Proposal as the Tip of the Iceberg

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There’s a lot of blood, sweat and tears involved in creating a compelling, persuasive and fundable proposal. No wonder nonprofits put a lot of eggs in that basket. At the risk of a ticket from the metaphor police, maybe we need to spend more time caring for the chickens and ensuring that those eggs are well-nourished.


A lot of work needs to be done before, and in preparation for, a terrific proposal. These are some of the important elements of the iceberg which lie below the surface.


Is this program something your nonprofit is really prepared to do? Too many organizations submit proposals, and get grants, only to discover that they’re not prepared to do the work they’re being funded to do. They have the wrong staff, or not enough staff, or an inadequate understanding of the problem, or too many distractions from ongoing programs. A grant obligates your organization to perform certain tasks in a certain way with certain outcomes, so it’s important to review whether and how you’ll meet those obligations.


Could you do the job better with a collaborator? Nonprofits are sometimes guilty of assuming that they alone can “fix it.” There might be rewarding opportunities to partner with other organizations that share your commitment to solving a community problem or providing an essential service.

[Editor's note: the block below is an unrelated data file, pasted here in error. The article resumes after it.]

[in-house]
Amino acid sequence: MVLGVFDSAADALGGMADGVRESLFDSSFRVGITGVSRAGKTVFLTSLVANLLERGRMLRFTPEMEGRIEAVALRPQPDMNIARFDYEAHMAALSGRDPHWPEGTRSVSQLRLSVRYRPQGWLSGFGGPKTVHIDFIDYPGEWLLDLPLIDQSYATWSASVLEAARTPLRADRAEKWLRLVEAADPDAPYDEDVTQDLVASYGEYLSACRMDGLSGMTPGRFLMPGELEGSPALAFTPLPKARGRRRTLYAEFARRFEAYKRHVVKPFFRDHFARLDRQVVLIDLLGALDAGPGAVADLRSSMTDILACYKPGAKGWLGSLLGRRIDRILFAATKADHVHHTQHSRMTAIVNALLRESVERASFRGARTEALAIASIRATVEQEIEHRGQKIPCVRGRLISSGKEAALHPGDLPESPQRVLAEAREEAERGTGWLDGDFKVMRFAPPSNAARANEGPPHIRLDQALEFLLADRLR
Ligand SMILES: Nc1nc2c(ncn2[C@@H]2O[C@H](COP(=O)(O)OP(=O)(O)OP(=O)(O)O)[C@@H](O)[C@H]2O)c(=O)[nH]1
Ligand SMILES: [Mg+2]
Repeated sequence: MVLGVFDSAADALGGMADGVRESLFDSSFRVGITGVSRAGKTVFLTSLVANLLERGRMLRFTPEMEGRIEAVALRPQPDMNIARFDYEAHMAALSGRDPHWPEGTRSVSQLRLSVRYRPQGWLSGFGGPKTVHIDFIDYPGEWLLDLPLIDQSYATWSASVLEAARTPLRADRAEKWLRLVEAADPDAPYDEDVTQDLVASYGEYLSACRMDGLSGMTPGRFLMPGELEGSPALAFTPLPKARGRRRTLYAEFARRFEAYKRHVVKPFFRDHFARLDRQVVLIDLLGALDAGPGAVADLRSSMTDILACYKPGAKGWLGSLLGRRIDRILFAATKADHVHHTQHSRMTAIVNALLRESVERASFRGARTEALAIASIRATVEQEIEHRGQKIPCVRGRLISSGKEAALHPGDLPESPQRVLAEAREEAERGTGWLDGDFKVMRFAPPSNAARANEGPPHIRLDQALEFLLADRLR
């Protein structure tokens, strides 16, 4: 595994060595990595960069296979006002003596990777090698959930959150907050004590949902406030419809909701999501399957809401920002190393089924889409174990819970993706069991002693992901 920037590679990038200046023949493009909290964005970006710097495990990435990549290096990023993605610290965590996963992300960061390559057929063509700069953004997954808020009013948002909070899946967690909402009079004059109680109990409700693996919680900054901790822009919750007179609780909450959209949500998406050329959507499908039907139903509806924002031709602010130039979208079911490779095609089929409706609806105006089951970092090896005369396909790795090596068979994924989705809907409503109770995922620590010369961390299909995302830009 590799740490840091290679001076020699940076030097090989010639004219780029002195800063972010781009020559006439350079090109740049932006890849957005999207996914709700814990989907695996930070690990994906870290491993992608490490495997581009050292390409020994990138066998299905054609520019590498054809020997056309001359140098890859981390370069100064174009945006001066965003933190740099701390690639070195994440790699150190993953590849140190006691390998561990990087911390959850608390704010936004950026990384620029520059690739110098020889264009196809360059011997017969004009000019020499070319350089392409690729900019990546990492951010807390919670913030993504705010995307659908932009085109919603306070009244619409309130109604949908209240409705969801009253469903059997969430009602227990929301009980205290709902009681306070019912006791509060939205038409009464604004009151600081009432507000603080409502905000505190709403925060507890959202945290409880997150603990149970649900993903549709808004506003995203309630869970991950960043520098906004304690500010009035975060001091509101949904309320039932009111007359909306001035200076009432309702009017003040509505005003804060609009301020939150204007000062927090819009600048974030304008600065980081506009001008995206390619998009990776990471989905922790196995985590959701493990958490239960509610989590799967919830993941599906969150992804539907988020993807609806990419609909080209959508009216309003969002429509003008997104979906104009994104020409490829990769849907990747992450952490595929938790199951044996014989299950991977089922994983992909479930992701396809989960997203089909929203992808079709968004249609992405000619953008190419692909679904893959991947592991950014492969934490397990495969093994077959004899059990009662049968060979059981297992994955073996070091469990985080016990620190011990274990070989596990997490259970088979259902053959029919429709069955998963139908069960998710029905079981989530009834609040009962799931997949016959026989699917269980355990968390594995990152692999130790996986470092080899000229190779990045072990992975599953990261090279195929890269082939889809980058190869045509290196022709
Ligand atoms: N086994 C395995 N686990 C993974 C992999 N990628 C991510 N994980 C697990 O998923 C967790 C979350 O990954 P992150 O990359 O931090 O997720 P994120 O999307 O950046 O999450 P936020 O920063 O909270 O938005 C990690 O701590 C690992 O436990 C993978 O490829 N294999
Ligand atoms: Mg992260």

Funders will want to know how you’ll continue the program after their grant ends. It’s a good internal question to discuss before you submit the proposal. This is another reason proposal writing and grant funding are essential and organic parts of the overall organizational development plan, not episodic or opportunistic.


Finally, preparing for proposal submission is an excellent time to take stock of your organization’s profile in the community. Who knows about you? Who knows what you do and what difference it makes to your constituents? If the foundation program officer calls the mayor’s office, or the county department responsible for your area of service, or a few leading citizens in town, what will they say about you? It’s a good idea to take a fresh look at how others see your organization.


This kind of work before submitting a proposal makes the process profitable whether or not you get funded by your immediate target. You’ll be better positioned to create more impact and get future funding.


Thomas Boyd is Chief Editorial Consultant for The Grantsmanship Center
and an independent consultant to nonprofit organizations.

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